All of the points mentioned so far have reinforced that the world featured within Spirited Away shows a traditional, typically Japanese culture which aims to critique modern Japanese society as well as educate the films young target audience about the importance of tradition. Thanks to Disney’s worldwide distribution deal with Miyazaki’s production company Studio Ghibli, the market for anime has been expanded so hugely that there’s a now global awareness of not only modern and pseudo-futuristic Japan but also heightened understanding of Japanese tradition; “fans (are) engaged with the cultural origins of anime texts”. (Cubbison, 2005: p.45) This market has been so developed that anime now seems to cater specifically for the international market within its films. The complex identities of Miyazakis characters, such as Haku or Yubaba in Spirited Away are, according to Denison, created to appeal to a Hollywood-saturated world market. These characters employ a number of traits not inherently Japanese. Also, some aspects of the architecture and artwork featured in the film are not typically Japanese but contain elements of Western styles. An example of this can be found in the small thatched cottage owned by Zeniba, the kind twin sister of the unpleasant witch Yubaba, the owner of the aforementioned bathhouse.
The Anime film industry has varying takes on the issue of tradition, but Miyazaki has taken on the issue whole heartedly in his films. Miyazaki’s idea of the identity of the Japanese person, along with his concept of the loss of traditional culture in the technological Mecca of contemporary Japanese society, has proved significant in the visual appeal of his films as well as their artistic value. Not only does he reference parts of culture such as art, architecture and religion, but also references traditional theatre and behaviour (such as the removal of shoes before entering a house). Despite the fact that Miyazakis uses some hybridity with other cultures in his portrayal of tradition, the fundamental “Japaneseness” of Spirited Away is clear and irrefutable.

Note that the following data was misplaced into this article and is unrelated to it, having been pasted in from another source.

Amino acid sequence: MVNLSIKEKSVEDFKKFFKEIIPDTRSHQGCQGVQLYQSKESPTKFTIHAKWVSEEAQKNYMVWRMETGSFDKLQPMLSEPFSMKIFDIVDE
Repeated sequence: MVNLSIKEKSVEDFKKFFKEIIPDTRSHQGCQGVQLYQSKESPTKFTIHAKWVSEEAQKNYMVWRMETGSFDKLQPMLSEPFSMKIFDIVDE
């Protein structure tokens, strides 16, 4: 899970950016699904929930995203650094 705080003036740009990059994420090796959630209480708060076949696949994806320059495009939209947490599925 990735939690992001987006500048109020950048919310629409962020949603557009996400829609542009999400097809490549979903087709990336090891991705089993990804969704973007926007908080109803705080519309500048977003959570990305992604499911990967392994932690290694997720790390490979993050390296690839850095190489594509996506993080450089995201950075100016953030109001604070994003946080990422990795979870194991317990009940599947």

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Cubbison, L. 2005. Anime Fans, DVDs, and the Authentic Text. The Velvet Light Trap. 56 Autumn, pp.45-57.
Denison, R. 2007. The Global Markets For Anime: Miyazaki Hayao’s Spirited Away. In: Phillips, A. Stringer, J. 2007. Japanese cinema: texts and contexts. Hoboken: Taylor and Francis, pp.308-320.
Napier, S. J. 2001. Why Anime? In: Napier, S. J. 2001. Anime from Akira to Princess Mononoke: experiencing contemporary Japanese animation. New York: Palgrave Macmillan, pp.3-14.
Osmond, A. 2008. Being Spirited Away. In: Osmond, A. 2008. Spirited Away. New York: Palgrave Macmillan, pp.7-15.
Spirited Away. 2001. Directed by Hayao Miyazaki. London: Optimum [DVD].
Yoshioka, S. 2008. Heart of Japaneseness, History and Nostalgia in Hayao Miyazaki’s Spirited Away. In: MacWilliams, M. W. 2008. Japanese Visual Culture: Explorations in the World of Manga and Anime. New York: M.E. Sharpe.